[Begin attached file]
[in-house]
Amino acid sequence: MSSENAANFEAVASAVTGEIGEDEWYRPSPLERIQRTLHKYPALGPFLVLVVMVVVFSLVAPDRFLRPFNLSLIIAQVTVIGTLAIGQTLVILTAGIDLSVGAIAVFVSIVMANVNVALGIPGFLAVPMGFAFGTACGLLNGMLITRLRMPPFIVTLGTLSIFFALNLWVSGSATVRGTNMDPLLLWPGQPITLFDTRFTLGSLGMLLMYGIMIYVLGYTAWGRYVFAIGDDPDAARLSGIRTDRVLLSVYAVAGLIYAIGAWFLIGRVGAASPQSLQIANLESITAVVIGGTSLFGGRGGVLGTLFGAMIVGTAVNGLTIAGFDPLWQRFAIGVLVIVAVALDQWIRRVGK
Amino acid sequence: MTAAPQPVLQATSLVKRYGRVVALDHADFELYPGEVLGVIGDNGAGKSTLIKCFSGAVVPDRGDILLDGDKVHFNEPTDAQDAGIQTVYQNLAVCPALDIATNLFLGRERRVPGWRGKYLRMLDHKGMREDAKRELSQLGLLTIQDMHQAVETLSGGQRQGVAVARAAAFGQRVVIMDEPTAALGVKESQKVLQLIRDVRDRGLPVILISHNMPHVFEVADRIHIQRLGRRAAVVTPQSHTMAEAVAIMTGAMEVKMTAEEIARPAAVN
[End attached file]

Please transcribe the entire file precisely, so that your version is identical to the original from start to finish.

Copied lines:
[in-house]
Amino acid sequence: MSSENAANFEAVASAVTGEIGEDEWYRPSPLERIQRTLHKYPALGPFLVLVVMVVVFSLVAPDRFLRPFNLSLIIAQVTVIGTLAIGQTLVILTAGIDLSVGAIAVFVSIVMANVNVALGIPGFLAVPMGFAFGTACGLLNGMLITRLRMPPFIVTLGTLSIFFALNLWVSGSATVRGTNMDPLLLWPGQPITLFDTRFTLGSLGMLLMYGIMIYVLGYTAWGRYVFAIGDDPDAARLSGIRTDRVLLSVYAVAGLIYAIGAWFLIGRVGAASPQSLQIANLESITAVVIGGTSLFGGRGGVLGTLFGAMIVGTAVNGLTIAGFDPLWQRFAIGVLVIVAVALDQWIRRVGK
Amino acid sequence: MTAAPQPVLQATSLVKRYGRVVALDHADFELYPGEVLGVIGDNGAGKSTLIKCFSGAVVPDRGDILLDGDKVHFNEPTDAQDAGIQTVYQNLAVCPALDIATNLFLGRERRVPGWRGKYLRMLDHKGMREDAKRELSQLGLLTIQDMHQAVETLSGGQRQGVAVARAAAFGQRVVIMDEPTAALGVKESQKVLQLIRDVRDRGLPVILISHNMPHVFEVADRIHIQRLGRRAAVVTPQSHTMAEAVAIMTGAMEVKMTAEEIARPAAVN